Wednesday, April 8, 2009

Abortion Ruling

I looked at two articles from Jan. 22, 1973, the day Supreme Court ruled in favor of legalizing abortion. The L.A. Times article, “Mother Knows Best,” cited an attorney, Norma Zarky who was active in changing abortion laws, different states’ abortion laws, and the Supreme Court. Weaver’s article was short compared to the NY Times article. It stated the facts and one side of the controversy. The only perspective that the article gave came from one Zarky who explained that the problem with the Abortion ruling was that states would have no control if an abortion occurred within the first three months of pregnancy, which could mean that the state would have no power to require that first trimester abortions be done in hospitals. The article said that the court’s decision could force every state to liberalize its laws on abortions.

The NY Times article, “High Court Rules Abortions Legal the First 3 Months,” by Warren Weaver, Jr., was more well rounded and in-depth. The article explained the facts and gave quotes from judges, gave the opinion of president Nixon, the opinion of Women’s rights groups, and the contrasting viewpoints of the judges.
The NYT article told which judges voted which way and seemed more balanced than the L.A. Times article.
Both articles noted that abortion was a controversial issue.

Abortion is still controversial today and is still discussed in the media.
The book, “Discovering the News,” examines the news story as being a “social form, tightly restrained by the routines of news gathering. Officials are the sources relied upon in newsgathering, therefore, “newsgathering itself constructs an image of reality which reinforces official viewpoints.”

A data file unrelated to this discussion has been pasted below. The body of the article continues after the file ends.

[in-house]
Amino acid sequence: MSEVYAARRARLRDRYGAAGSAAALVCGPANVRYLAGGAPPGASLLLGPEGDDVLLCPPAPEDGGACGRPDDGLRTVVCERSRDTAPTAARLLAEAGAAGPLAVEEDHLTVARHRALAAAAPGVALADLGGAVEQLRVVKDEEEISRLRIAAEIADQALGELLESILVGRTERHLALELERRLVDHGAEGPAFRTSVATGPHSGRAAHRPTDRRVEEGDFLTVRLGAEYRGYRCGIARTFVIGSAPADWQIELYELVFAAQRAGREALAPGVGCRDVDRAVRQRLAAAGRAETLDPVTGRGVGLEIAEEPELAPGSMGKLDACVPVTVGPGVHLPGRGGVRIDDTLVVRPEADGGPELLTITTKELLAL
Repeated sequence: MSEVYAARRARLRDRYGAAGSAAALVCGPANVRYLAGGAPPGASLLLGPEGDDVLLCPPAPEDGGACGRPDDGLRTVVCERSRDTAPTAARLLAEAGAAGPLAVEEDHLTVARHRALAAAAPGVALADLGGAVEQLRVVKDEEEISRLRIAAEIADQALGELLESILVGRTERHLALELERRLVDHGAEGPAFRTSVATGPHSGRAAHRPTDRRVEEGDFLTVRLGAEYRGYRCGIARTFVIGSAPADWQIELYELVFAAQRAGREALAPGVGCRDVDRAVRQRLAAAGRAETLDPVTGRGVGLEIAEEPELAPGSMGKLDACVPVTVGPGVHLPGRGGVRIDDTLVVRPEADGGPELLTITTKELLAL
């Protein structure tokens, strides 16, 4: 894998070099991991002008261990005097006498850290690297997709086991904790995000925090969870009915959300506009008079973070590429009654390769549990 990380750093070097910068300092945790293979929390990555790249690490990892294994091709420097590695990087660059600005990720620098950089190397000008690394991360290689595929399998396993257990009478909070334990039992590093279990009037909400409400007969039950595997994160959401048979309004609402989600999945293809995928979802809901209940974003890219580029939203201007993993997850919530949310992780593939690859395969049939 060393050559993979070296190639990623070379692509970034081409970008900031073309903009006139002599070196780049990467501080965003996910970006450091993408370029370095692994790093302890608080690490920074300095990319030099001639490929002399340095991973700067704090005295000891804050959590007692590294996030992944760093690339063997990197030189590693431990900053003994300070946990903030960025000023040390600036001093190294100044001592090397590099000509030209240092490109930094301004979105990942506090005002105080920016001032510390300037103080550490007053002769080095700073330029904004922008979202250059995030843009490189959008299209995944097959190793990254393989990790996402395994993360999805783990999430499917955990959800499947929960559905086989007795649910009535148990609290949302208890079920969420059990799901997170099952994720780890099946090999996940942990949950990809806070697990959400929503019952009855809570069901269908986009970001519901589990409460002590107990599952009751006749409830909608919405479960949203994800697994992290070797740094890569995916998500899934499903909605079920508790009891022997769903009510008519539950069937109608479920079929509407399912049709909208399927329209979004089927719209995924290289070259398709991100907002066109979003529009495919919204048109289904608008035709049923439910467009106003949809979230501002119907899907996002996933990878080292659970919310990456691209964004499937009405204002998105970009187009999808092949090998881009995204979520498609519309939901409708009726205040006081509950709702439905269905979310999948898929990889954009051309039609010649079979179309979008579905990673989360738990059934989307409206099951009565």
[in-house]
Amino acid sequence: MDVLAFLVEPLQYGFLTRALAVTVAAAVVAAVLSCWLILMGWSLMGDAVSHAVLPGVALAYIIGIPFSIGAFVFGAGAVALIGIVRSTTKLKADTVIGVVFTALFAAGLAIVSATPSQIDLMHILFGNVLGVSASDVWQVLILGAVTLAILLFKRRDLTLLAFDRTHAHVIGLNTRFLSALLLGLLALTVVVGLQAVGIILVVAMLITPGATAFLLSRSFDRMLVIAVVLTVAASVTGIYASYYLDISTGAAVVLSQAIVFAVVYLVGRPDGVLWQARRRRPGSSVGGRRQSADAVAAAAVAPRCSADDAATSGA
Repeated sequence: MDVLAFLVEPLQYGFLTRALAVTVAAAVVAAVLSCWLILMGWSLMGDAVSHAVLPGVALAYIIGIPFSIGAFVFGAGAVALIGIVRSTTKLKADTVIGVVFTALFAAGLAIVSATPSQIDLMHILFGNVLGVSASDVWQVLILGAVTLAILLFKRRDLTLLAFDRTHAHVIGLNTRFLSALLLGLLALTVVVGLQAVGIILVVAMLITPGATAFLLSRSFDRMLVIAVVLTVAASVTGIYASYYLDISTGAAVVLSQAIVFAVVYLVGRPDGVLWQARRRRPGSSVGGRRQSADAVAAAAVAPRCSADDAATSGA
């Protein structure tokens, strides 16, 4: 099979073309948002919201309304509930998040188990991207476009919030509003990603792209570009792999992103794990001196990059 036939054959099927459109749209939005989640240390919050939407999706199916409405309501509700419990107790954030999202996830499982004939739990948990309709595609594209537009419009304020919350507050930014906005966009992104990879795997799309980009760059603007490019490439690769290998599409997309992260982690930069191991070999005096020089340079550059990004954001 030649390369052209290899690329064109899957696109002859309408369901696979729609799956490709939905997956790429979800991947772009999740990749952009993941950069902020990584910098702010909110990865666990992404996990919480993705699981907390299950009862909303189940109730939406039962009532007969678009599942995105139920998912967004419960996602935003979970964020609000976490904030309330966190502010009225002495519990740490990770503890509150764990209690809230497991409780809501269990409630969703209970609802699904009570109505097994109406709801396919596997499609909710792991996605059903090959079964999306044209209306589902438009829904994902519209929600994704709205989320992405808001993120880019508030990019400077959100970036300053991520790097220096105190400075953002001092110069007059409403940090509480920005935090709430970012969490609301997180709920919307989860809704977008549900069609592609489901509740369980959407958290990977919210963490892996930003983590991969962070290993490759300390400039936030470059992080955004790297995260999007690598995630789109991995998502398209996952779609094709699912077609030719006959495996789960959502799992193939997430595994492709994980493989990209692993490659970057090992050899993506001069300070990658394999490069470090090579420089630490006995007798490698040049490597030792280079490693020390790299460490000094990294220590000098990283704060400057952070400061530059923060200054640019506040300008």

The article from NYT gives the perspectives of officials to validate both sides of the issue. The NYT article uses objectivity as a “strategic ritual which journalist use to defend themselves against mistakes and criticism.” The NYT article uses contrasting opinions of official sources to evaluate the issue. The L.A. Times article does not do this and therefore appears less objective.
The writing style of both articles was pretty un-sensational and fact-heavy.
Much of what I see in journalism today seems to be more literary and interpretive probably because writers are trying to be more entertaining. I still see the use of objectivity as a strategic ritual to some degree today.


Los Angeles Times (1886-Current File); Jan 22, 1973; ProQuest Historical Newspapers Los Angeles Times (1881 - 1986)
pg. 1

Discovering the News, Michael Schudson

1 comment:

  1. This post was very interesting and easy to read. The articles covered most of the significant information of that time. There was balanced coverage on each article, you discussed their differences and similarities. I also liked how you refered back to our book, Discovering the News. I thought it was great that you pointed out that abortion was not only a controversial issue in the past, but that it still continues today. I mean look at the props that have been proposed over the last few years, almost every election, there's one prop about restricting or changing the laws regarding abortion. Overall, I think you did a great job on this post!